Kansas City, KS-MO..................................    0.9473    0.9636
Knoxville, TN.......................................    0.8572    0.8999
Lafayette, LA.......................................    0.7975    0.8565
Lansing-East Lansing, MI............................    1.0025    1.0017
Las Cruces, NM......................................    0.8797    0.9160
Las Vegas, NV-AZ....................................    1.1034    1.0697
Lexington, KY.......................................    0.8433    0.8898
Lima, OH............................................    0.8664    0.9065
Lincoln, NE.........................................    0.8765    0.9137
Little Rock-North Little Rock, AR...................    0.8323    0.8819
Longview-Marshall, TX...............................    0.8586    0.9009
Los Angeles-Long Beach, CA..........................    1.2517    1.1662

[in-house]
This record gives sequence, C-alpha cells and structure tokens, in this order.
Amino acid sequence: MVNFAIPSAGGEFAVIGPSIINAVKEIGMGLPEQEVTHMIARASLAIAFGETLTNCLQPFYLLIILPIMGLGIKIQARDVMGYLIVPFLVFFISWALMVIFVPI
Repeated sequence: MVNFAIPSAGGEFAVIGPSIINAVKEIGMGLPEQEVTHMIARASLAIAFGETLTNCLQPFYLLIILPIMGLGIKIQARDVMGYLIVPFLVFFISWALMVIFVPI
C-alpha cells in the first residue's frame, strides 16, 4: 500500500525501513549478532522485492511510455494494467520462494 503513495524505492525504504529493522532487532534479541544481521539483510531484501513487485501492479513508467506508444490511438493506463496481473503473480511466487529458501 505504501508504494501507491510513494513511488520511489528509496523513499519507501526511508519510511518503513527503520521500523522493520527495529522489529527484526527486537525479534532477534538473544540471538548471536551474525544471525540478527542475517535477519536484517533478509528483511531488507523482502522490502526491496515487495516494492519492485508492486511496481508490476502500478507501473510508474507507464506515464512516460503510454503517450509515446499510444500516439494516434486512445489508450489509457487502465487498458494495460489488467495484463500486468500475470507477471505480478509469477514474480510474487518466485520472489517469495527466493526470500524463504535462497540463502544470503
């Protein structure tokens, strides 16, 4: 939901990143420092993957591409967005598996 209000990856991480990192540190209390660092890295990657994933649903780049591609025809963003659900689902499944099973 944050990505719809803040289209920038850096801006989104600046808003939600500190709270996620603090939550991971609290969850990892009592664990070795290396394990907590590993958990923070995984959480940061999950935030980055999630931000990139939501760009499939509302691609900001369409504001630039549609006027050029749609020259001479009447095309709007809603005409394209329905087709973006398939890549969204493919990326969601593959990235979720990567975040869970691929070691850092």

Louisville, KY-IN...................................    0.9485    0.9644
Lubbock, TX.........................................    0.8644    0.9050
Macon, GA...........................................    0.8647    0.9052
Madison, WI.........................................    0.9910    0.9938
Mansfield, OH.......................................    0.8201    0.8730
Mansfield, OH (Rural Ohio only).....................    0.8238    0.8757
Medford-Ashland, OR.................................    0.9917    0.9943
Memphis, TN-AR-MS...................................    0.8386    0.8864
Merced, CA..........................................    1.0207    1.0141
Middlesex-Somerset-Hunterdon, NJ....................    1.0770    1.0521
Milwaukee-Waukesha, WI..............................    0.9326    0.9533
Minneapolis-St. Paul, MN-WI.........................    1.0844    1.0571